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X and Y Components of the Electric Field at the Origin

  • #1
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Homework Statement


Assume that you have a configuration of conductors with varying electric potentials applied to each. You make the following measurements of the values of the electric potential at different points in a two dimensional grid:

X = 0.0 cm Y = 0.0 cm V = 2.0 volts
X = 2.0 cm Y = 0.0 cm V = 2.25 volts
X = 0.0 cm Y = 2.0 cm V = 2.0 volts

What are the values of the x and y components of the electric field at the origin (Ex and Ey at (x, y) = (0,0))? Express the results in SI units.


Homework Equations





The Attempt at a Solution



I'm not sure where to begin. Any suggestions?
 

Answers and Replies

  • #2
Dick
Science Advisor
Homework Helper
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You can't, really. They haven't given you ANY information about the location of the conductors and their potentials. But the difference between the potential at the second point and the first should let you make an estimate of Ex and between the third and the first of Ey.
 
  • #3
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The question references another question for help with this question. I'm told that:

(Ex, Ey) = -(∂V/∂x, ∂V/∂y) = -(ΔV/Δx, ΔV/Δy)

So, I calculated:

Ex = -2.25 V/ 0.02m = -112.5 V/m

Ey - 2 V/ 0.02 m = -100 V/m

I'm not sure if this makes any sense, and if it does then where does the negative come from?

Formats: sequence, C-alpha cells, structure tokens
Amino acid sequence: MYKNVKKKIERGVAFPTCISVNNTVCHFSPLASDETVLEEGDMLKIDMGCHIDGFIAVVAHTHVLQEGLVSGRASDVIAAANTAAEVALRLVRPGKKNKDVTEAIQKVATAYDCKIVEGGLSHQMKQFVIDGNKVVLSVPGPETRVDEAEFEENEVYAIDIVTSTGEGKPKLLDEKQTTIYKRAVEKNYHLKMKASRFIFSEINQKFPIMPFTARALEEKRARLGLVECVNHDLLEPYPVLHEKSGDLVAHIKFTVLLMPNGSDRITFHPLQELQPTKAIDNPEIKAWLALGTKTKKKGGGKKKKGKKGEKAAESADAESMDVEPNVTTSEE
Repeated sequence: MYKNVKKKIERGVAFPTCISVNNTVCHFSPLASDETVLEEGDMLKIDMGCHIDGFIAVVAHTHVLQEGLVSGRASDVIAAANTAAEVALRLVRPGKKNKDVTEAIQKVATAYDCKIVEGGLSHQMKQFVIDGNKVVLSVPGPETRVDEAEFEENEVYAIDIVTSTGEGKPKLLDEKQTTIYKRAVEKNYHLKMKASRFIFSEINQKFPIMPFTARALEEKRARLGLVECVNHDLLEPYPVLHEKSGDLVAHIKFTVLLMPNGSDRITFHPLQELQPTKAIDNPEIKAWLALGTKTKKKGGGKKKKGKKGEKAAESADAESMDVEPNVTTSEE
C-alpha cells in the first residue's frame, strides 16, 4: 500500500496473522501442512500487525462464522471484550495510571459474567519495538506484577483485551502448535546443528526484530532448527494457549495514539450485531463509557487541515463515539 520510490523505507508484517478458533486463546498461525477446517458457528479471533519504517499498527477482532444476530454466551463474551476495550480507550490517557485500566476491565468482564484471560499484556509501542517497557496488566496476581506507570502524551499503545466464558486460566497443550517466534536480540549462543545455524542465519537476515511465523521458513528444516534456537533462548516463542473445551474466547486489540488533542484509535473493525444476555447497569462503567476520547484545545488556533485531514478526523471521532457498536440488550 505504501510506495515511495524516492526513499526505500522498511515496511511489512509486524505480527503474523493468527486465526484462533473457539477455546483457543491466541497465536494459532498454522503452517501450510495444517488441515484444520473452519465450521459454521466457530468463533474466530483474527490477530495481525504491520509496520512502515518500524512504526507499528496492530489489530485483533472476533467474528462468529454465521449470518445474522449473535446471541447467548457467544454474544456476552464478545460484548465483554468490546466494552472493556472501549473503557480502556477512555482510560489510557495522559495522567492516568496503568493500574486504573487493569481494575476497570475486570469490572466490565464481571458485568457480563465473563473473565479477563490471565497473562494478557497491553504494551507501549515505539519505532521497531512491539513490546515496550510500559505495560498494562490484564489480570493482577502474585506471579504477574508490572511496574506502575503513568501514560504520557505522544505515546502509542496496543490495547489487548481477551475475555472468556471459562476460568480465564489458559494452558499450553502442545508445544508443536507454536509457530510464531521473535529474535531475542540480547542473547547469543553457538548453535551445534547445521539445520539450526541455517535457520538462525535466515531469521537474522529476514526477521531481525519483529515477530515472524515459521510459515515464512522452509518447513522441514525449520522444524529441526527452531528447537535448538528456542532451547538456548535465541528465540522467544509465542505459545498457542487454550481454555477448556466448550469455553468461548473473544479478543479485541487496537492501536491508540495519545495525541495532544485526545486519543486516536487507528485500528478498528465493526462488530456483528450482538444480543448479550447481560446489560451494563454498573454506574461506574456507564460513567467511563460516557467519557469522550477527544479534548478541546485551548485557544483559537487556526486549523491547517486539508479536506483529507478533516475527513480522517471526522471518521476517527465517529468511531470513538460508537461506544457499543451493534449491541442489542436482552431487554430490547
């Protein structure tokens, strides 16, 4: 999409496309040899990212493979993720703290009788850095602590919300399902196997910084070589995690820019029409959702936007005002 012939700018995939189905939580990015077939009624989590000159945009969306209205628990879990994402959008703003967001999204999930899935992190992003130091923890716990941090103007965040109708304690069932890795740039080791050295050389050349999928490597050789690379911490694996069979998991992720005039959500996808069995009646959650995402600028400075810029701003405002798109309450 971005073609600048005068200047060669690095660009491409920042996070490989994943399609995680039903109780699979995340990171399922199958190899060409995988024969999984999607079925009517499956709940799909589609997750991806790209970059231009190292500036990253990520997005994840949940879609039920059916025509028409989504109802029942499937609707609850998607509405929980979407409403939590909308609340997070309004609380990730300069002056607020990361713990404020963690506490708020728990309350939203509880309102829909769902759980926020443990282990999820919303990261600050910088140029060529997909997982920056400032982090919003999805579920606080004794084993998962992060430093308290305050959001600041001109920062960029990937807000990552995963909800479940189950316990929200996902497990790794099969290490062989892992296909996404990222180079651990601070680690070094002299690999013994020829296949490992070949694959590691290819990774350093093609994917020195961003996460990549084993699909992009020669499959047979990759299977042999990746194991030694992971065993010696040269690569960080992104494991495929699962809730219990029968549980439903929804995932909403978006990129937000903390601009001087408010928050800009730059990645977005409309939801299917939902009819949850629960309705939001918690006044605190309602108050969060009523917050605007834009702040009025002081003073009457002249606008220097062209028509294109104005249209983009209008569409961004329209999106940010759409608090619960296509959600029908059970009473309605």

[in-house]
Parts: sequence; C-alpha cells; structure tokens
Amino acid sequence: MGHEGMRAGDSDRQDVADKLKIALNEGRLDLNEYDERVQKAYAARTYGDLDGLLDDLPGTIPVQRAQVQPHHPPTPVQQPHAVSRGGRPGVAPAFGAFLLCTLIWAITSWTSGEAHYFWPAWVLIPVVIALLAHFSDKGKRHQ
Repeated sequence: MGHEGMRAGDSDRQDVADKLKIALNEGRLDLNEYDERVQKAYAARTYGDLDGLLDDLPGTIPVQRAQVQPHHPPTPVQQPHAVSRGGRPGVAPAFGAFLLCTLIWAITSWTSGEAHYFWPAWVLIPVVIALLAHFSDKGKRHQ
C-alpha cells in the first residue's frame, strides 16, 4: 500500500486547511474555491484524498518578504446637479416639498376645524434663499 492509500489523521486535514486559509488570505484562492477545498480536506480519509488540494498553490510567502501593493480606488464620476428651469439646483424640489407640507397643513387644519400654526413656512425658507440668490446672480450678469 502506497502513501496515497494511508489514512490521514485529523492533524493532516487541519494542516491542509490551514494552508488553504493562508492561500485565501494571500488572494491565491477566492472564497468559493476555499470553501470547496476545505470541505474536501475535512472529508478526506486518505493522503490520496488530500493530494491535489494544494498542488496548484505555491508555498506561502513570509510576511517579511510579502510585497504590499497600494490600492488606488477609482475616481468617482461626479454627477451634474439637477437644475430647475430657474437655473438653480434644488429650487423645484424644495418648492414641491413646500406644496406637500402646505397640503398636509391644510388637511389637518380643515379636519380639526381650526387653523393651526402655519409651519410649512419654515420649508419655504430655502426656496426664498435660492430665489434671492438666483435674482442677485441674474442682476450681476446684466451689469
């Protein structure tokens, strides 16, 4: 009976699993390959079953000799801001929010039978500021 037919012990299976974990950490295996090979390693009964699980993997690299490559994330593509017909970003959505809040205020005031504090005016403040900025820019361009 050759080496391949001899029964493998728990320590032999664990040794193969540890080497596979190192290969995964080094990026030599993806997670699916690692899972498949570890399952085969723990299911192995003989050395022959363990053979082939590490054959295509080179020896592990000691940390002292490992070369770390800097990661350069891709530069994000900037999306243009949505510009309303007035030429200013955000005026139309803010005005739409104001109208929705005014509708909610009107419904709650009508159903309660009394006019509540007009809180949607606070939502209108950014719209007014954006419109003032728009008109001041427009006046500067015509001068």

Last edited:
  • #4
Dick
Science Advisor
Homework Helper
26,258
618
The question references another question for help with this question. I'm told that:

(Ex, Ey) = -(∂V/∂x, ∂V/∂y) = -(ΔV/Δx, ΔV/Δy)

So, I calculated:

Ex = -2.25 V/ 0.02m = -112.5 V/m

Ey - 2 V/ 0.02 m = -100 V/m

I'm not sure if this makes any sense, and if it does then where does the negative come from?
ΔV means the DIFFERENCE between the potential at one point and another. I don't think you subtracting the potential at the two points.
 
  • #5
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Ahh, yes you are correct. I shouldn't have missed that:

Ex = -(2.25V-2.V0/(0.02 m))
Ex = -12.5 V/m

Ey = -(2.0V - 2.0V/(0.02 m))
Ey = 0 V/m
 
  • #6
Dick
Science Advisor
Homework Helper
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Ahh, yes you are correct. I shouldn't have missed that:

Ex = -(2.25V-2.V0/(0.02 m))
Ex = -12.5 V/m

Ey = -(2.0V - 2.0V/(0.02 m))
Ey = 0 V/m
Yes, I think that's the answer they are looking for. You do know that the partial derivatives and the delta expressions aren't really equal, yes? The deltas are just an approximation to the true derivatives?
 
  • #7
249
0
Yes, my mistake; it should have been an approximation sign, not an equals sign.

Thank you for your help.
 

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